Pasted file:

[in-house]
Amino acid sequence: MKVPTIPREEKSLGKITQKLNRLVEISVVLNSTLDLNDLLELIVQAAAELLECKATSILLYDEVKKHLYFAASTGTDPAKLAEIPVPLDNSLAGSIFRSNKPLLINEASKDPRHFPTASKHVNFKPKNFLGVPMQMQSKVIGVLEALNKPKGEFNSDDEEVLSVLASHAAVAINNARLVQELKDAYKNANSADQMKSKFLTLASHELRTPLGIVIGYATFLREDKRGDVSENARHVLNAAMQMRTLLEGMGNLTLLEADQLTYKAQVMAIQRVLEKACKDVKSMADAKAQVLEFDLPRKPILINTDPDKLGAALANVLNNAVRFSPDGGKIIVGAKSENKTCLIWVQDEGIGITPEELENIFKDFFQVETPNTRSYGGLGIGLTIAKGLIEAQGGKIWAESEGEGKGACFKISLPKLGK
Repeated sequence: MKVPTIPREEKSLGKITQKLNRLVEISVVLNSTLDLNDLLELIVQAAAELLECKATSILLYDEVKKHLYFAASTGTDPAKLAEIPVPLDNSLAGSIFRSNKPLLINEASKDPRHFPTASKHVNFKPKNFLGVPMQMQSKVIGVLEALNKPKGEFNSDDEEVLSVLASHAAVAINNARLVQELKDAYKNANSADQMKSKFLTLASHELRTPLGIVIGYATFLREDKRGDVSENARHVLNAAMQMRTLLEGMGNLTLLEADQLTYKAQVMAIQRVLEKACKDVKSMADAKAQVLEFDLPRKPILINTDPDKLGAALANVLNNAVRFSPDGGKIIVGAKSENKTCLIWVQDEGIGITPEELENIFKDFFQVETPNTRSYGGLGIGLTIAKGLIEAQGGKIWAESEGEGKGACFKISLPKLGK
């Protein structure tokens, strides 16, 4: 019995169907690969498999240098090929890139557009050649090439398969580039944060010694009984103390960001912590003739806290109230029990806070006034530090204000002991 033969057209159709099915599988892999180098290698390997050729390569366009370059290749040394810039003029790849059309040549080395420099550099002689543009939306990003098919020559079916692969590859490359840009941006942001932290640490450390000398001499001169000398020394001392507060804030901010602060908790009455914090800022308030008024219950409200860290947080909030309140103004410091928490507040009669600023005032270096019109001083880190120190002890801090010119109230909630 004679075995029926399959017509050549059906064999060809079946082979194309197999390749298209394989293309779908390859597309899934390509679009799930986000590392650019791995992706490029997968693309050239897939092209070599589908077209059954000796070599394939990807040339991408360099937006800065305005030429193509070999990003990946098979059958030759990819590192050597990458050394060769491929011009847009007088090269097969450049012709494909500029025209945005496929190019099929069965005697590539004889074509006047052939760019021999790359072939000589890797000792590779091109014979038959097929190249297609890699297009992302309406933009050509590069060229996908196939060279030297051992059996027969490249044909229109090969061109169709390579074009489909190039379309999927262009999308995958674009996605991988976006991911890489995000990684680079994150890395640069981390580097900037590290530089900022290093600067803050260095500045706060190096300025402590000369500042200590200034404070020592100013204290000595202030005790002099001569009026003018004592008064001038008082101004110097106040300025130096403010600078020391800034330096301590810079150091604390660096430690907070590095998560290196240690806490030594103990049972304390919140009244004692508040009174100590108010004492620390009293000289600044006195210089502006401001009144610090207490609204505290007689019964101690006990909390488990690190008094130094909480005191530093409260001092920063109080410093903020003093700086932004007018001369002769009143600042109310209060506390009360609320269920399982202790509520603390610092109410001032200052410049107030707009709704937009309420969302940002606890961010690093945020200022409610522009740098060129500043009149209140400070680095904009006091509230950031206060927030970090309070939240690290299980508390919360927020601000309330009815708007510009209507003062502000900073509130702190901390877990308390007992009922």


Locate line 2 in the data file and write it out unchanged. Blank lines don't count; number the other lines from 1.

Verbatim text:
Amino acid sequence: MKVPTIPREEKSLGKITQKLNRLVEISVVLNSTLDLNDLLELIVQAAAELLECKATSILLYDEVKKHLYFAASTGTDPAKLAEIPVPLDNSLAGSIFRSNKPLLINEASKDPRHFPTASKHVNFKPKNFLGVPMQMQSKVIGVLEALNKPKGEFNSDDEEVLSVLASHAAVAINNARLVQELKDAYKNANSADQMKSKFLTLASHELRTPLGIVIGYATFLREDKRGDVSENARHVLNAAMQMRTLLEGMGNLTLLEADQLTYKAQVMAIQRVLEKACKDVKSMADAKAQVLEFDLPRKPILINTDPDKLGAALANVLNNAVRFSPDGGKIIVGAKSENKTCLIWVQDEGIGITPEELENIFKDFFQVETPNTRSYGGLGIGLTIAKGLIEAQGGKIWAESEGEGKGACFKISLPKLGK